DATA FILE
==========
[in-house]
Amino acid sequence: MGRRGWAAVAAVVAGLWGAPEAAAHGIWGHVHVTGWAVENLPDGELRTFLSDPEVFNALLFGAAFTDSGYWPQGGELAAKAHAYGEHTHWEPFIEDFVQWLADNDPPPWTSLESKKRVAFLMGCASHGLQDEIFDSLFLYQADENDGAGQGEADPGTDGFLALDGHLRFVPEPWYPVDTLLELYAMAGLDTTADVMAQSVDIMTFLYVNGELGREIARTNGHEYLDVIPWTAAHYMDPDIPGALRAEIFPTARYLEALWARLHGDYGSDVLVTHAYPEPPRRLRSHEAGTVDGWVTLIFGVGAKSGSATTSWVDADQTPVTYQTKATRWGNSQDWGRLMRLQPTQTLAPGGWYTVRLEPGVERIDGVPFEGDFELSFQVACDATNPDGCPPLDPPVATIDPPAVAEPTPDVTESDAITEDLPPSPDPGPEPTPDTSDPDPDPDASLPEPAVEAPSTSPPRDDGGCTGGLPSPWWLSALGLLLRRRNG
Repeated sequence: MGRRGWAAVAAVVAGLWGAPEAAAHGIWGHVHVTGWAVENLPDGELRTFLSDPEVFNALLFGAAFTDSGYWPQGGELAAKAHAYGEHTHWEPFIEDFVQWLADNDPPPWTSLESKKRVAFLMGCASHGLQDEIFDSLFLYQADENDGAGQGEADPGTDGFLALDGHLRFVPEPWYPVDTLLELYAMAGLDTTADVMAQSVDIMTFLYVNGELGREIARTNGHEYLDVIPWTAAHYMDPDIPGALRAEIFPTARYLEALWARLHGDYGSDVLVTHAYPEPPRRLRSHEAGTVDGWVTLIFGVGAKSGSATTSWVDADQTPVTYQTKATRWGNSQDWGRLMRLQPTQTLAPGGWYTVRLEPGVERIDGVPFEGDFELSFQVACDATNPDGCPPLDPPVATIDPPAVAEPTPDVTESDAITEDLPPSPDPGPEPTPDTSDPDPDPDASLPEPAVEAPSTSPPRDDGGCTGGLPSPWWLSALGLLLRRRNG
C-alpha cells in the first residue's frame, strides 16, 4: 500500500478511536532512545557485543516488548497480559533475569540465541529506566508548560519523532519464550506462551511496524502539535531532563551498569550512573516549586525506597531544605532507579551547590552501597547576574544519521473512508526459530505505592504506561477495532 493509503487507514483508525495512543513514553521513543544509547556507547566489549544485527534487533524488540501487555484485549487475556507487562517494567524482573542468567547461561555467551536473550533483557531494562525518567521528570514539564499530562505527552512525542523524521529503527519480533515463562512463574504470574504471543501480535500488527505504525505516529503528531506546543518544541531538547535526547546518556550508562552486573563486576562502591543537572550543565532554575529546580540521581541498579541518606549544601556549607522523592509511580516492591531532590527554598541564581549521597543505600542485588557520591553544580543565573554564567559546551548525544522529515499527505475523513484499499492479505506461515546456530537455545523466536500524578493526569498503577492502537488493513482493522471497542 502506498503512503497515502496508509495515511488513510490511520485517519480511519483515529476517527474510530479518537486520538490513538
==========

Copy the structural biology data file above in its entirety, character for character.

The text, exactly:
[in-house]
Amino acid sequence: MGRRGWAAVAAVVAGLWGAPEAAAHGIWGHVHVTGWAVENLPDGELRTFLSDPEVFNALLFGAAFTDSGYWPQGGELAAKAHAYGEHTHWEPFIEDFVQWLADNDPPPWTSLESKKRVAFLMGCASHGLQDEIFDSLFLYQADENDGAGQGEADPGTDGFLALDGHLRFVPEPWYPVDTLLELYAMAGLDTTADVMAQSVDIMTFLYVNGELGREIARTNGHEYLDVIPWTAAHYMDPDIPGALRAEIFPTARYLEALWARLHGDYGSDVLVTHAYPEPPRRLRSHEAGTVDGWVTLIFGVGAKSGSATTSWVDADQTPVTYQTKATRWGNSQDWGRLMRLQPTQTLAPGGWYTVRLEPGVERIDGVPFEGDFELSFQVACDATNPDGCPPLDPPVATIDPPAVAEPTPDVTESDAITEDLPPSPDPGPEPTPDTSDPDPDPDASLPEPAVEAPSTSPPRDDGGCTGGLPSPWWLSALGLLLRRRNG
Repeated sequence: MGRRGWAAVAAVVAGLWGAPEAAAHGIWGHVHVTGWAVENLPDGELRTFLSDPEVFNALLFGAAFTDSGYWPQGGELAAKAHAYGEHTHWEPFIEDFVQWLADNDPPPWTSLESKKRVAFLMGCASHGLQDEIFDSLFLYQADENDGAGQGEADPGTDGFLALDGHLRFVPEPWYPVDTLLELYAMAGLDTTADVMAQSVDIMTFLYVNGELGREIARTNGHEYLDVIPWTAAHYMDPDIPGALRAEIFPTARYLEALWARLHGDYGSDVLVTHAYPEPPRRLRSHEAGTVDGWVTLIFGVGAKSGSATTSWVDADQTPVTYQTKATRWGNSQDWGRLMRLQPTQTLAPGGWYTVRLEPGVERIDGVPFEGDFELSFQVACDATNPDGCPPLDPPVATIDPPAVAEPTPDVTESDAITEDLPPSPDPGPEPTPDTSDPDPDPDASLPEPAVEAPSTSPPRDDGGCTGGLPSPWWLSALGLLLRRRNG
C-alpha cells in the first residue's frame, strides 16, 4: 500500500478511536532512545557485543516488548497480559533475569540465541529506566508548560519523532519464550506462551511496524502539535531532563551498569550512573516549586525506597531544605532507579551547590552501597547576574544519521473512508526459530505505592504506561477495532 493509503487507514483508525495512543513514553521513543544509547556507547566489549544485527534487533524488540501487555484485549487475556507487562517494567524482573542468567547461561555467551536473550533483557531494562525518567521528570514539564499530562505527552512525542523524521529503527519480533515463562512463574504470574504471543501480535500488527505504525505516529503528531506546543518544541531538547535526547546518556550508562552486573563486576562502591543537572550543565532554575529546580540521581541498579541518606549544601556549607522523592509511580516492591531532590527554598541564581549521597543505600542485588557520591553544580543565573554564567559546551548525544522529515499527505475523513484499499492479505506461515546456530537455545523466536500524578493526569498503577492502537488493513482493522471497542 502506498503512503497515502496508509495515511488513510490511520485517519480511519483515529476517527474510530479518537486520538490513538